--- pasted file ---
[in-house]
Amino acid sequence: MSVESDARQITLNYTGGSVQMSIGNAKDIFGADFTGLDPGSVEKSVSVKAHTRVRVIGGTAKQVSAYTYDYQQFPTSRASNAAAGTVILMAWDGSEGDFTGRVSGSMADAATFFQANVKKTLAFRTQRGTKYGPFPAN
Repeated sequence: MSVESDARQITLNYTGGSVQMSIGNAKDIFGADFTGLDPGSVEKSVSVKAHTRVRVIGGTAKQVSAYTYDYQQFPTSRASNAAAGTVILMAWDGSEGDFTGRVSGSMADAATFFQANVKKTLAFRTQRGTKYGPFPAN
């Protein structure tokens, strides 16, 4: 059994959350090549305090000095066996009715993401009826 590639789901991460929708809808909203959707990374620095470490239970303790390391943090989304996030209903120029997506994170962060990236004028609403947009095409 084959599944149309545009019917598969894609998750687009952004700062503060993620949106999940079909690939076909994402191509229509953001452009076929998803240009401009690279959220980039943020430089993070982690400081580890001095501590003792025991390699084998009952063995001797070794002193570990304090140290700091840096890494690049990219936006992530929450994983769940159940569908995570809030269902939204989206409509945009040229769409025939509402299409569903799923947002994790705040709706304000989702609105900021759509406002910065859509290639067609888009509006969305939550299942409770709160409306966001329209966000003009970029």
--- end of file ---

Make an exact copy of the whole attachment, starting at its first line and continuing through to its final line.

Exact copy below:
[in-house]
Amino acid sequence: MSVESDARQITLNYTGGSVQMSIGNAKDIFGADFTGLDPGSVEKSVSVKAHTRVRVIGGTAKQVSAYTYDYQQFPTSRASNAAAGTVILMAWDGSEGDFTGRVSGSMADAATFFQANVKKTLAFRTQRGTKYGPFPAN
Repeated sequence: MSVESDARQITLNYTGGSVQMSIGNAKDIFGADFTGLDPGSVEKSVSVKAHTRVRVIGGTAKQVSAYTYDYQQFPTSRASNAAAGTVILMAWDGSEGDFTGRVSGSMADAATFFQANVKKTLAFRTQRGTKYGPFPAN
């Protein structure tokens, strides 16, 4: 059994959350090549305090000095066996009715993401009826 590639789901991460929708809808909203959707990374620095470490239970303790390391943090989304996030209903120029997506994170962060990236004028609403947009095409 084959599944149309545009019917598969894609998750687009952004700062503060993620949106999940079909690939076909994402191509229509953001452009076929998803240009401009690279959220980039943020430089993070982690400081580890001095501590003792025991390699084998009952063995001797070794002193570990304090140290700091840096890494690049990219936006992530929450994983769940159940569908995570809030269902939204989206409509945009040229769409025939509402299409569903799923947002994790705040709706304000989702609105900021759509406002910065859509290639067609888009509006969305939550299942409770709160409306966001329209966000003009970029």